A Conversation for The h2g2 Post: 14.05.18

Worst crime?!

Post 1

SashaQ - happysad

"We have a confession: of all the terrible things the h2g2 Post is responsible for, probably one of our worst crimes is that we've actually increased the 21st-century readership of Ms Charlotte Yonge. Okay, maybe only by a dozen, but that's probably a dozen too many. The American Library Association probably hates us."

smiley - laughsmiley - laughsmiley - laugh

It is rather fascinating how some texts become fashionable and yet others fall from favour. Reminds me a bit of this piece http://lithub.com/how-to-suppress-womens-writing-she-only-wrote-one-good-book/ but then Charlotte and her contemporary Mrs Henry Wood sadly did tend to put unsubtle doses of internalised sexism into their work alongside strong female characters, so perhaps that is why they are less palatable to current modern tastes than eg the Brontes or Jane Austen...


Worst crime?!

Post 2

Dmitri Gheorgheni - Post Editor

Thanks for that article - that is marvellously well-put! Especially about Elizabeth Barrett Browning, who is much better than most people realise.

Yes - my objections to Charlotte are:

1. Her style - she once put me to sleep with several pages of inconsequential chitchat, only to burn down a house so fast I missed it. Talk about burying the lead...

2. Her Oxford Movement Christology. These religious irritated so many people with their view of Jesus as doormat that the reaction created Muscular Christianity, which was a real plague. I read one of hers about a dying, saintly youth that was appalling on so many levels...

3. Her class consciousness, which is also anti-feminist. This grates.

I wonder if you've tried Louisa May Alcott? I saw a very good biopic on her the other week. She wrote a lot of YAF, but her heart wasn't in that - she just made a lot of money at it. Before that, though, she wrote hair-raising Gothic thrillers under pseudonyms...she had a wild fling with a Polish count, I think it was...she was a corker.

In her most famous book, 'Little Women', there's a 'love interest'. Alcott didn't want a love interest. It was foisted on her by her editor. So, to make them all mad, she married him off, not to strong feminist heroine Jo, but to simpering, selfish sister Amy. smiley - rofl Then she married Jo off to a progressive German professor who was a composite of her two favourite people, her eccentric father and his friend Ralph Waldo Emerson. (She thought Henry David Thoreau was a cool friend, too. A87890331 )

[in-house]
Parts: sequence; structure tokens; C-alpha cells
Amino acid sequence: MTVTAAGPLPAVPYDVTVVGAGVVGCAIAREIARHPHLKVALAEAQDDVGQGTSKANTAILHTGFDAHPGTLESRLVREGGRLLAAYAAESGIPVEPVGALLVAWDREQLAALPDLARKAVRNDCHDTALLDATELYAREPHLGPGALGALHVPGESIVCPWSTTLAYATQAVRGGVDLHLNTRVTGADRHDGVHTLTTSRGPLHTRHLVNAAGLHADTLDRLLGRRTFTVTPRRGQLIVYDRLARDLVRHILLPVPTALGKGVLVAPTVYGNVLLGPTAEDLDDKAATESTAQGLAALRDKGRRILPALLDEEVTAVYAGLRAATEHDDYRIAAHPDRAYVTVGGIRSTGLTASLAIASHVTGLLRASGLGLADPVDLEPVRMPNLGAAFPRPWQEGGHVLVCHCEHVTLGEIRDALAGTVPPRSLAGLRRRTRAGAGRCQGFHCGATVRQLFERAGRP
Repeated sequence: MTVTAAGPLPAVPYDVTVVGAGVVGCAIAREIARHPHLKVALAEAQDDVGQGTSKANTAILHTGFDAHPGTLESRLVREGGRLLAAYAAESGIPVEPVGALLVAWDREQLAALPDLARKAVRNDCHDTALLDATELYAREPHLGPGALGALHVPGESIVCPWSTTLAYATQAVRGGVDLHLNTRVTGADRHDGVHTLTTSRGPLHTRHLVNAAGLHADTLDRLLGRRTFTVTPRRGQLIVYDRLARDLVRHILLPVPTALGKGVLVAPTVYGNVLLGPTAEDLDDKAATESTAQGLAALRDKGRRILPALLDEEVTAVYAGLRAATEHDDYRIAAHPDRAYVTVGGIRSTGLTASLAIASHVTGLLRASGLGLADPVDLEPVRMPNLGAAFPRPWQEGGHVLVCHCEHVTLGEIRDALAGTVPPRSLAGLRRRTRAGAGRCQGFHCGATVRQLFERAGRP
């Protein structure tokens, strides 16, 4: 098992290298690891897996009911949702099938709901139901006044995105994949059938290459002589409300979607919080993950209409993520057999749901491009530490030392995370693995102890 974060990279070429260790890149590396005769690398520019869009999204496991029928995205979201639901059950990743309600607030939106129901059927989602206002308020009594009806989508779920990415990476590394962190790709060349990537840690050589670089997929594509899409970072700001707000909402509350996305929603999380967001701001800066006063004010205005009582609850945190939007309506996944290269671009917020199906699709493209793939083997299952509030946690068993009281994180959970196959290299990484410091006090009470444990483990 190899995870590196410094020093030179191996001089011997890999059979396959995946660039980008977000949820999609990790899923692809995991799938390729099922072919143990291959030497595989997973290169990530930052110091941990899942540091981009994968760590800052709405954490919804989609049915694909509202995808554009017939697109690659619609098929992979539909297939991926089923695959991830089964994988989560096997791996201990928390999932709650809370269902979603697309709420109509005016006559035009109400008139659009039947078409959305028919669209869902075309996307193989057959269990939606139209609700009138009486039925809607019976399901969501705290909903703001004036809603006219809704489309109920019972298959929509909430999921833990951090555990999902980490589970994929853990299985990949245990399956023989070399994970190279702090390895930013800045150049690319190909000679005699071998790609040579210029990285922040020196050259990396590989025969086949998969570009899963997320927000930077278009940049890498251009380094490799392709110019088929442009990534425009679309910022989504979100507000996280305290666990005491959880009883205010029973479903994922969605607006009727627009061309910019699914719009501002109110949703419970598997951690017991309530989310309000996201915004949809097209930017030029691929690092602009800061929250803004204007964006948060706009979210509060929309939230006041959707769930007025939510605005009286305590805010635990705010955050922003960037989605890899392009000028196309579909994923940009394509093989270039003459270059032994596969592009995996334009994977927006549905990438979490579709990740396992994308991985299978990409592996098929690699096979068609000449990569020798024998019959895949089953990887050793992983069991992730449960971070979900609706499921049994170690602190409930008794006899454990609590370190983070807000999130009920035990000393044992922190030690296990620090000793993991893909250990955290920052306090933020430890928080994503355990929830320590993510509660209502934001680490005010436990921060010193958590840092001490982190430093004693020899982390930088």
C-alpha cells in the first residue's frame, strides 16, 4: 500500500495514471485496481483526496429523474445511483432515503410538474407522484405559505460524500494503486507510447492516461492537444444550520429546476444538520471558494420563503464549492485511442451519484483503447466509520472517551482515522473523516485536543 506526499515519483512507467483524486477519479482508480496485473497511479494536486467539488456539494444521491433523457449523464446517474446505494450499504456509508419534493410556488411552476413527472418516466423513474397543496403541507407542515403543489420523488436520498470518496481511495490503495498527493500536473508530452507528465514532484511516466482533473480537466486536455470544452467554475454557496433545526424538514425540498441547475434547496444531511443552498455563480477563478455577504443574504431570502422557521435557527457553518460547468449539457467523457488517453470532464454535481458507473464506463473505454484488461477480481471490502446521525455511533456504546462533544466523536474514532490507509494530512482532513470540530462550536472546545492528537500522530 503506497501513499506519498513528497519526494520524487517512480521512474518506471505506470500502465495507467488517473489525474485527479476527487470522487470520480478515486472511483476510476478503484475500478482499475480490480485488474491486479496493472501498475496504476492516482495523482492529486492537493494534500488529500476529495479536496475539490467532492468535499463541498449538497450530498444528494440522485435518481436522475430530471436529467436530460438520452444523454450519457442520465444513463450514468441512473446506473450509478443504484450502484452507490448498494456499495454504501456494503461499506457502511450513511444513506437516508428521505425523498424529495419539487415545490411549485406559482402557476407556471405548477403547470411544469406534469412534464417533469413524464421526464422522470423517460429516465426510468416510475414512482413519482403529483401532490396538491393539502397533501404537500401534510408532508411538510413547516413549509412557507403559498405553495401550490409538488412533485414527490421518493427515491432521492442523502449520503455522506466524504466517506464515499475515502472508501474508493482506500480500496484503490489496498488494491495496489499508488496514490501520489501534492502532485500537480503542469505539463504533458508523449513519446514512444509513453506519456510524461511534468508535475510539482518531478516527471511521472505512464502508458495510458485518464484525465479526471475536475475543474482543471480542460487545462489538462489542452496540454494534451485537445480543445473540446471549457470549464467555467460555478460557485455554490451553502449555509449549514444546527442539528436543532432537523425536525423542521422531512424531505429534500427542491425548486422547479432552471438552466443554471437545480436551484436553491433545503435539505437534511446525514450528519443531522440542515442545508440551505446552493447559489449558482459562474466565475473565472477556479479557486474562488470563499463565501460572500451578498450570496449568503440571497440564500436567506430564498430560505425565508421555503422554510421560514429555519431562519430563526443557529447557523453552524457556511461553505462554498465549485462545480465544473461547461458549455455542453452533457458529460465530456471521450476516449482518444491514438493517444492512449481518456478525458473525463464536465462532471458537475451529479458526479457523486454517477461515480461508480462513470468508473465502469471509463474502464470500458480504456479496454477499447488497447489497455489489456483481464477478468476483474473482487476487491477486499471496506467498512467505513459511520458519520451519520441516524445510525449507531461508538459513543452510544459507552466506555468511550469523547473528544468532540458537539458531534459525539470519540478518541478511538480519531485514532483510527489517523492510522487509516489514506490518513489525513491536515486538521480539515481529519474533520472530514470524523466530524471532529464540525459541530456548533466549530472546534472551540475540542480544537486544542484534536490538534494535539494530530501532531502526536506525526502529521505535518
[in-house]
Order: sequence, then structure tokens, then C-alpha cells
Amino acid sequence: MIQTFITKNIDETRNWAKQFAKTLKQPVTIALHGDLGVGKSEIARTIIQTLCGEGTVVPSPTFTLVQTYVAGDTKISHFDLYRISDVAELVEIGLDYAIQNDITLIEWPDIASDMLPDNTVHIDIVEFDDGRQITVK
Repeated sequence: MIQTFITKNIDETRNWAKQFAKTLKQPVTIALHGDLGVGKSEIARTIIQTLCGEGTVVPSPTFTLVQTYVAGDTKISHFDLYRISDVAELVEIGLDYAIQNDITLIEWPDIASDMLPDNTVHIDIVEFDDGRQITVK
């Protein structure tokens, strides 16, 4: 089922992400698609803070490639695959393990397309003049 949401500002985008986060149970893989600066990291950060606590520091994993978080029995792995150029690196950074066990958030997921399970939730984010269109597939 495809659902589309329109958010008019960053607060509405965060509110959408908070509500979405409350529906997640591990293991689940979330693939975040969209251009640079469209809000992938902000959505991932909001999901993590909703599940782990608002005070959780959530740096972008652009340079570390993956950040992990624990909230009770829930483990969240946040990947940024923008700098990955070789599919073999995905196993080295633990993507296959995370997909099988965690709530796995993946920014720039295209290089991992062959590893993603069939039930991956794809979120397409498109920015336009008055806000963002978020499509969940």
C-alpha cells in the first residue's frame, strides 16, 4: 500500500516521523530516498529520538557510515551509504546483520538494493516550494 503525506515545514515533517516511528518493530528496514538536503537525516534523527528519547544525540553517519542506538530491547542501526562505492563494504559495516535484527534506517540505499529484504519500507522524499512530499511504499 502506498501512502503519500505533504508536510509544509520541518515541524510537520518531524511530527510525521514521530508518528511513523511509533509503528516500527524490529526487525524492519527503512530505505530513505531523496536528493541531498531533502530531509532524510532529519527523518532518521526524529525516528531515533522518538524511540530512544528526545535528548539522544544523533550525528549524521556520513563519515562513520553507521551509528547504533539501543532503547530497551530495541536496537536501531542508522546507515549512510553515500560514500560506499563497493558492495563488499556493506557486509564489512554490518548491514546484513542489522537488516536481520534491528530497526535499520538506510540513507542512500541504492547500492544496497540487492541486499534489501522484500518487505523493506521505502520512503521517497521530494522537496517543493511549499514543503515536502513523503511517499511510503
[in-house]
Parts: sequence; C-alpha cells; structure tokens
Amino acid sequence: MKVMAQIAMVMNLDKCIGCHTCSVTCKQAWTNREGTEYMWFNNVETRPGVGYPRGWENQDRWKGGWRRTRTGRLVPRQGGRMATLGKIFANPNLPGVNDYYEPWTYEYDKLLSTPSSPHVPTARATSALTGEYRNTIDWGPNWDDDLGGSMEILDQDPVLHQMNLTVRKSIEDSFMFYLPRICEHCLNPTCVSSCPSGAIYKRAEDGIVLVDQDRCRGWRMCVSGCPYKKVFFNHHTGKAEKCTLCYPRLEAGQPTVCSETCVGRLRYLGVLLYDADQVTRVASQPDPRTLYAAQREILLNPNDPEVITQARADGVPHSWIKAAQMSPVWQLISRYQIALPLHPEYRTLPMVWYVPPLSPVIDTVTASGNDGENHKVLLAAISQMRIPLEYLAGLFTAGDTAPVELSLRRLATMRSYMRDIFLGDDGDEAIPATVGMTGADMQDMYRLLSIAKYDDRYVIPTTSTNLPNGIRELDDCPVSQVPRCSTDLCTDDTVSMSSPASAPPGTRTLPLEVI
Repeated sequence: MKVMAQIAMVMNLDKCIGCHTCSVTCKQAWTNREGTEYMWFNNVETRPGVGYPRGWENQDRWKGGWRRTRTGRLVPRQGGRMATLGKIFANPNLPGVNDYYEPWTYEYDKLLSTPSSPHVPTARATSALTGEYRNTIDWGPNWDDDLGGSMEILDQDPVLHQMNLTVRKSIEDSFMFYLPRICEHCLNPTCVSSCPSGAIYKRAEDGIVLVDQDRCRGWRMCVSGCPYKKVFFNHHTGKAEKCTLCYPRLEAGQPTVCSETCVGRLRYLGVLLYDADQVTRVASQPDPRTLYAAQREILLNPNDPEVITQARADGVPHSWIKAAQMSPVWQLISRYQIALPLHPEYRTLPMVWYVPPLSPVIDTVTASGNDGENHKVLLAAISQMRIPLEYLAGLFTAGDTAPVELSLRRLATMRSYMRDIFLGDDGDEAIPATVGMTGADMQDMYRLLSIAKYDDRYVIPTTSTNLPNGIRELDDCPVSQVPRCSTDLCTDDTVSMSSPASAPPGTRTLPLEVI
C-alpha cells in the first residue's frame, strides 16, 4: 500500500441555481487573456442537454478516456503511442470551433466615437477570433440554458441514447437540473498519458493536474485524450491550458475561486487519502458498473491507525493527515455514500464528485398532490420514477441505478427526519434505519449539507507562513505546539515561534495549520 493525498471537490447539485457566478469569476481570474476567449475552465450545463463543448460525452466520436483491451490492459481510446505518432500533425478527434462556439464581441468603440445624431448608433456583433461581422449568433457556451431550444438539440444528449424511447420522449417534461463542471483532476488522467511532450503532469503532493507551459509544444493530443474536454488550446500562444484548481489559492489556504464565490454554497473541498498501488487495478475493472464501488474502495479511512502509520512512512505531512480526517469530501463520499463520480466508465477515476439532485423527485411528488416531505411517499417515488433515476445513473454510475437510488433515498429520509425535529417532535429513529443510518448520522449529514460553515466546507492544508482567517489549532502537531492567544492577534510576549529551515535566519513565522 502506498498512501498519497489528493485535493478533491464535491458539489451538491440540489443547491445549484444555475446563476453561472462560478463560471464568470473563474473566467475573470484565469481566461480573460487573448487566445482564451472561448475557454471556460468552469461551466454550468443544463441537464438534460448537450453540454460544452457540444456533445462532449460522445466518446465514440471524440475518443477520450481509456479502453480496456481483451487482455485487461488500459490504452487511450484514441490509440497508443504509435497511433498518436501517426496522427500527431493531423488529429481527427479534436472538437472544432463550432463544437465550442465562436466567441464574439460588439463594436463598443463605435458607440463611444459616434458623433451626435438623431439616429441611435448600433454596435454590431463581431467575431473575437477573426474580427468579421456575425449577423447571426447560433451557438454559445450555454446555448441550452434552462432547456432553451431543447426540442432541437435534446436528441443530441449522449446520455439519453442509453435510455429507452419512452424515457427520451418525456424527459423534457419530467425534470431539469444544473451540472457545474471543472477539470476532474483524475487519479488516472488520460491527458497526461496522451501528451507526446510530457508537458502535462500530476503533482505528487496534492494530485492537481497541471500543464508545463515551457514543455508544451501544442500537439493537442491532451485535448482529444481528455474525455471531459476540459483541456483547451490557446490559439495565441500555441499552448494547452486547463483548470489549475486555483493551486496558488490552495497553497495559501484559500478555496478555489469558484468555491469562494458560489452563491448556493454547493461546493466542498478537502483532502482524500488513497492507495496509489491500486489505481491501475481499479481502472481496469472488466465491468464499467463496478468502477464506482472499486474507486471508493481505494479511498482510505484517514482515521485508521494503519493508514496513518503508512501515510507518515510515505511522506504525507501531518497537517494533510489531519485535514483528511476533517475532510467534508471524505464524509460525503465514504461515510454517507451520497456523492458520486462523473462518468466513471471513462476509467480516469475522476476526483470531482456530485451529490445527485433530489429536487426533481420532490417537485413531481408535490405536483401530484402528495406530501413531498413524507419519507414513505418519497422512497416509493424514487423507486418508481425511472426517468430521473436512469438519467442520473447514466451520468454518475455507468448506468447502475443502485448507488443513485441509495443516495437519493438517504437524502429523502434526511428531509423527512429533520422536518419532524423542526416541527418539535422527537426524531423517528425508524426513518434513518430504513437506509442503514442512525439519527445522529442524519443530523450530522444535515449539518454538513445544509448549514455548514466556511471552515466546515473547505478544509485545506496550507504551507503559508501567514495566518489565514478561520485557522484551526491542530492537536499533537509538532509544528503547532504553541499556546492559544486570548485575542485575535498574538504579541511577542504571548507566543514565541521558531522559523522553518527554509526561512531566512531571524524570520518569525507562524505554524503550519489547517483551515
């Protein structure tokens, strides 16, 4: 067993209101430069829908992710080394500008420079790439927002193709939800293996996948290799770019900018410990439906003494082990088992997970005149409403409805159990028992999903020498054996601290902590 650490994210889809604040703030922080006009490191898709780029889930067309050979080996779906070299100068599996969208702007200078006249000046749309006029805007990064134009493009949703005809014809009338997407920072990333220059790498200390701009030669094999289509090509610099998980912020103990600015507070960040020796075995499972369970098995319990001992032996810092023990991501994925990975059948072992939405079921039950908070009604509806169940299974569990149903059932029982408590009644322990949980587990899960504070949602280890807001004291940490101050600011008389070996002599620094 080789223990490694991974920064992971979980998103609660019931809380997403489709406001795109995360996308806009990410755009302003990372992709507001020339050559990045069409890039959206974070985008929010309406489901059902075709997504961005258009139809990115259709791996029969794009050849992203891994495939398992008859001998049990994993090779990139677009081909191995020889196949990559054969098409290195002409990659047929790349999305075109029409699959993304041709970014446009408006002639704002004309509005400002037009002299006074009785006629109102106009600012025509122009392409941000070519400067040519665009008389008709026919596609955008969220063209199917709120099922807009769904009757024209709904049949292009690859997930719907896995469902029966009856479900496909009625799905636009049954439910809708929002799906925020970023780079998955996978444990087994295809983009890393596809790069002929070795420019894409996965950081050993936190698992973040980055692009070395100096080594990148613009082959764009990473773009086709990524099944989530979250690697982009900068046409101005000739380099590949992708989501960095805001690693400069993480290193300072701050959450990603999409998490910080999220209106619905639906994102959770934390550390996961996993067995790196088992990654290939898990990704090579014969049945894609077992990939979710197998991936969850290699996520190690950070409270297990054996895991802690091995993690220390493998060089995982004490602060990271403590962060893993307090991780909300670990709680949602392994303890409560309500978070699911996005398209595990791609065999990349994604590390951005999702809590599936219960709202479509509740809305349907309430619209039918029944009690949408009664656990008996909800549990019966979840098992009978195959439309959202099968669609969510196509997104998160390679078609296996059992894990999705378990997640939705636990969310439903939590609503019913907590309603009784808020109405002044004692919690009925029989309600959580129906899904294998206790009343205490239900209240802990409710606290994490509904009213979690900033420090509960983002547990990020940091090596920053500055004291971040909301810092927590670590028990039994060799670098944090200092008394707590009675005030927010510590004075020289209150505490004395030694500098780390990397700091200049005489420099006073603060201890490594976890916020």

'The Atlantic' has kindly shared some of Alcott's more adventurous work under her own name. The reviewer says 'Debby's Debut' is good. Let me know what you think:

http://www.theatlantic.com/past/docs/unbound/aandc/alcott/debbyf.htm


Worst crime?!

Post 3

Elektragheorgheni -Please read 'The Post'

Sasha, I think you'd be interested in Julia Ward Howe as a writer as well although her book 'The Hermaphrodite' wasn't published until 2004. This was mentioned in DG's entry: John Brown's Body: The Battle Hymn of Snark, A87887687 .


Worst crime?!

Post 4

SashaQ - happysad

Yeah, I've been lucky with my Charlotte so far - Countess Kate was a bit over moralising at the start, to say the least, but fortunately it mellowed, and Hopes and Fears was very good, but yes her antifeminist class consciousness grates indeed... I have heard about but not read the saintly youth one...

Very interesting about Louisa May Alcott - I once tried Little Women, but didn't like it at all (perhaps because it was on my school reading list so I wasn't in the right frame of mind to read it, I don't know). As the article said, her other works were not on the reading lists so I was given the impression she was a 'one hit wonder', sadly...

Some of the language of 'Debby's Debut' pains me: "Debby was a true girl, with all a girl's love of ease and pleasure" ... "he permitted curiosity, that feminine sin, to enter in and take possession of his manly mind"...

Some good humour in it: "he stuck his glass in his eye and stared till it fell out, (the glass, not the eye,)" ... "the fearful prospect of a peony-faced protegee"

The plot wouldn't be out of place in a modern soap opera, though, as Debby does know her own mind but messes around with a love triangle instead... Not particularly to my taste...

Julia Ward Howe's writing is intriguing - thanks Elektra! "The Hermaphrodite" was ahead of its time indeed... I like the flavour of her prose from what I've seen so far http://books.google.co.uk/books?id=dfRVAAAAYAAJ&printsec=frontcover&source=gbs_atb#v=onepage&q&f=false - "I can hurry up my hot cakes like another, when there is any one to pay for them" smiley - ok


Worst crime?!

Post 5

Dmitri Gheorgheni - Post Editor

smiley - laugh Yeah, Julia Ward Howe is a surprise to most people. Alcott, too - I suspect she pandered a bit to her audience, there, too....


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